Website accessibility has been on my mind recently. A few years back, one of the biggest trends on the web was subtlety. Medium gray text on light gray backgrounds, super-thin fonts, etc. all looked quite elegant to designers, but in hindsight they were pretty unfair to the average user. At Matrix Group, we try to be as inclusive as possible, and that means paying attention to accessibility and designing our sites to be as usable by the widest range of people as humanly possible.
Our CEO, Joanna, sits in on site reviews, and she sometimes sends us back with edits because the contrast is way too low. She freely admits that her vision’s getting less sharp as the years go by, and if she’s got problems with contrast, other people will, too.
The biggest eye-opening moment for me was when another Matrix employee, Sarah, and I were quibbling over a design element that was misaligned on a site we were building. As a designer, I could see it clear as day, but as a front-end developer with some visual impairments, she simply could not see what I was talking about. She then flapped her hands – her go-to “stop stop stop!” gesture – and told me to put her glasses on to see what the world looked like with her eyes. And WOW did that change my perspective on things! It got me thinking, if Sarah couldn’t see that, what else can’t other people see on the sites I’m designing?
And it’s not just visual barriers we need to keep in mind, though those are the most obvious to a designer. Accessibility also needs to account for a wide range of challenges. These are just some of the main things we think about on the long list of W3C’s Accessibility guidelines:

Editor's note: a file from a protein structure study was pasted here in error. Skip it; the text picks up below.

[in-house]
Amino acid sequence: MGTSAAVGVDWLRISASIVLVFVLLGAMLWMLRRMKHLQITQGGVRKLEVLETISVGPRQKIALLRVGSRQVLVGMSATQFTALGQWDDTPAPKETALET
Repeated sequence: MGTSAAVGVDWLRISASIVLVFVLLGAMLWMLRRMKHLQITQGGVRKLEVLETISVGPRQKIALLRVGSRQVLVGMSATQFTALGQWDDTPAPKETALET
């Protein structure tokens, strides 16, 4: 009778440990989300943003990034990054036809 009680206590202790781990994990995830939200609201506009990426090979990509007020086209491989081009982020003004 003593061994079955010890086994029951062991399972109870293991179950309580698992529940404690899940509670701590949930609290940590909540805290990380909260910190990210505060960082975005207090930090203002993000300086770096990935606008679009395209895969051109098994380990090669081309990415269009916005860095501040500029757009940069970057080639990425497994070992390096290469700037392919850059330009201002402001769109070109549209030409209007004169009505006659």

- Those who can’t use a mouse with precision due to conditions such as Parkinson’s Disease, stroke, cerebral palsy or even a temporary condition like a broken arm, require sites that have much larger click targets.
- Transcripts for podcasts or videos will be needed for people with auditory conditions.
- People who suffer from photosensitivity-triggered epileptic seizures have problems with flashing objects and must be so relieved that blinking, spinning, over-animated text is a thing of the past.
- Buttons should be specifically named instead of simply “click here” to help provide people using refreshable braille displays with more context.
- Contrast is one of our biggest culprits. So much so that I’ve been running everything through a trusty contrast checker to make sure everything I design is now legible to all.
- Attention disorders, dyslexia, learning and cognitive disabilities all benefit from visual clues such as icons paired with text, or different font and spacing decisions.
- We also need to keep the paragraph line length in check for this audience. As desktop sites get wider and wider, this is easily forgotten because there’s so much room! We don’t need to fill the available space. We need to keep this in check at 80 characters, otherwise it becomes very hard to keep your place while reading.
Luckily, all these things also help simply distracted, impatient people. We all know a few of those, right? Which really is kind of the point of all this: making websites more accessible for users with impairments ultimately enhances the user experience for our audience as a whole and simply benefits everyone.
Except for me. These things make my job as a designer substantially more challenging.
It’s a good thing I like challenges.
What’s the biggest accessibility challenge you face, day-to-day?